Mehendi or Henna

Mehendi Design  (Source: Pinterest)

Mehendi Design (Source: Pinterest)

Mehendi is a temporary art form of skin decoration that is popular mainly to adorn palms of women, back of the hands and feet. It is applied from a paste of dried ground henna leaves that is bought in a cone shaped tube and made into designs. The designs may be simple like a single circular blob, or intricate geometric patterns inspired by Gothic or Arabic art. It is applied by the bride and her relatives before the wedding, and during festivities and

Origin and History

According to certain historical accounts, the origin of Mehendi can be traced back to pre historic times, and it is widely believed that it was introduced in India by the Mughals. The word, however, is derived from the Sanskrit word ‘Mendikha’. Another popular term for Mehndi is ‘Henna’, which is more recognized in the Western part of the world. This art of decorating the skin with a turmeric based paste is widely practiced in countries like India, Pakistan, Nepal, and Bangladesh. Initially the designs were kept simple, but as certain trends evolved, the designs became more ornate and elaborate.

Present Day Scenario

It is usually applied during Hindu weddings and festivals like Karva Chauth, Diwali, Teej, and Bhai dooj. Beautiful designs are drawn on hands, feet and legs, which enhance the beauty of a woman by leaps and bounds, especially when they slip into traditional outfits like Lehengas, Saris and Salwar Kurtas. Maximum designs are drawn on the palms of the hand since there is no melanin there, and the drawn objects appear clearly. In some parts of India, even bridegrooms get their hands embellished with Mehendi as part of the wedding ceremony and rituals.

Mehndi artists are extremely skilled and take their time to make the exquisite designs as per the customer’s demands. They carry a set of printed designs from which one can choose, which is similar to getting a temporary tattoo. They then take a cone which has the readymade paste and then slowly draw the design. Once the design is made, the person has to be careful about not smudging it since it remains wet for a very long time. Once the mehendi has dried and begins to crack, it can be washed off which leaves an imprint of the design on the body. The longer the Mehndi is kept before washing, the darker the design gets due to oxidation of color. The color could be a darker or lighter shade of orange or black.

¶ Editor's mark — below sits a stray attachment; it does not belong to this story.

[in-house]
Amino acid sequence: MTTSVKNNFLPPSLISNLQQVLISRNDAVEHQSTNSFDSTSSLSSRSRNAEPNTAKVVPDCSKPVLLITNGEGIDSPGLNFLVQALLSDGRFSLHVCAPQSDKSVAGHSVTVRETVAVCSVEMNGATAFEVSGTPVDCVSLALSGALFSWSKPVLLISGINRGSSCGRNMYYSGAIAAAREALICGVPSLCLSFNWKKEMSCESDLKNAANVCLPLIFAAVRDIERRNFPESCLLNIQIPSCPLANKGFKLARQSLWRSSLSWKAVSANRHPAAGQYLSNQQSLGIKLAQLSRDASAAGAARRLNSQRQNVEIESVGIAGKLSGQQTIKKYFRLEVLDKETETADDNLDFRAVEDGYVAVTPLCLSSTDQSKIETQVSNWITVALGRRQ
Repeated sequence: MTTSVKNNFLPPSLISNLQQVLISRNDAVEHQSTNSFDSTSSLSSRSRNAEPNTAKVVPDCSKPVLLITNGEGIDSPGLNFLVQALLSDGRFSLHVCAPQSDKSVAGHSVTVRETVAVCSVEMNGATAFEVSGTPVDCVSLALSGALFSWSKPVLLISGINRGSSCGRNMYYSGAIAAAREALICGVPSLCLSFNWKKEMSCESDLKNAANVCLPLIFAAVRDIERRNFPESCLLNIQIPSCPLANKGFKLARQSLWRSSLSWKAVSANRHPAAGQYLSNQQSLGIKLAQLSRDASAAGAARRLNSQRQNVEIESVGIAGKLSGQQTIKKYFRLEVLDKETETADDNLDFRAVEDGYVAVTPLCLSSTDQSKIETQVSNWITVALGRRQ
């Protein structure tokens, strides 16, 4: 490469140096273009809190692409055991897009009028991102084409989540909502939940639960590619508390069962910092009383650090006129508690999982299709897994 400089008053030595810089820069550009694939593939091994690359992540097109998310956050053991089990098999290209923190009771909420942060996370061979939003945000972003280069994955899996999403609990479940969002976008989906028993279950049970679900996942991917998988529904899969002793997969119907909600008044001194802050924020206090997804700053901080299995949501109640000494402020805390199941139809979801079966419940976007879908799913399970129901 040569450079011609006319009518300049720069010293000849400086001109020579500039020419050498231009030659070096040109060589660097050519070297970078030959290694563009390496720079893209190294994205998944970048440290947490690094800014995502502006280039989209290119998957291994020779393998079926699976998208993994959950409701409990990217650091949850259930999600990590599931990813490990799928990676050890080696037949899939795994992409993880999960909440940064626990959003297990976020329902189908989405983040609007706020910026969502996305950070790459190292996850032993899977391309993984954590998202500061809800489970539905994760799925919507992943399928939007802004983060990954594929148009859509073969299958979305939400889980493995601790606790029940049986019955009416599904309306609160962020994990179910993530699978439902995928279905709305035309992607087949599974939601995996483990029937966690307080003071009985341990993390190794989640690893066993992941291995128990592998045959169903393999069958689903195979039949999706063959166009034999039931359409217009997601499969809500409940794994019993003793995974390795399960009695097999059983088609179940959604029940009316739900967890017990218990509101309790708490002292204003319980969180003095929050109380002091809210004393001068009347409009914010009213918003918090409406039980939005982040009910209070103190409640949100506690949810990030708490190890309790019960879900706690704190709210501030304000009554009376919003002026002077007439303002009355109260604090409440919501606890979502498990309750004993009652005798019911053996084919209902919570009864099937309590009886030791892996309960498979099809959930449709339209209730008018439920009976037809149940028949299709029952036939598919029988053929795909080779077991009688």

Other than being used for body art, Mehendi has medicinal properties as well. It is also used in the form of a hair dye, and is considered the most natural and harmless way of coloring hair. Arabic style of applying Mehendi has become another rage, especially for the younger generation.

Global Appeal

It has become a phenomenal rage in the West where it is mostly seen as temporary body art. Even for people who visit India, applying Mehendi is more or less of a tradition that they cannot miss since it is beautiful and ethnic besides being fashionable. Bollywood movies have played an immense role in popularizing Mehendi through various songs and dance sequences that flaunt the use of Mehendi and exhibit its importance for a woman regardless of her marital status or age.

Interesting Facts and Comparisons

  • Once the Mehendi dries, a mixture of lemon juice and white sugar is applied to the mehendi to keep the skin moisturized.
  • The traditional mehendi color is supposed to be a dark or light shade of orange, but these days women prefer black Arabic mehendi for which a synthetic dye called PDP is used to give the Henna a black color
  • In Bengal, mehendi artists use natural flower dyes to make the color
  • Some historians have found evidence of mehendi being used by mummies in ancient Egypt around 1200 BC for coloring their hair and nails
  • Mehendi is a customary pre wedding celebration for Indian and Pakistani weddings
  • When applying Mehendi for a Hindu bride, it is part of tradition to include the name of the bridegroom as well which gets interwoven with the design
  • Some women prefer less complicated designs as well which are just simple flower or bird motifs
  • In recent times, even Christian brides at times go for the Mehendi ceremony and get gorgeous designs made on their hands and feet


Categories:   Cultural Connections, Traditional Practices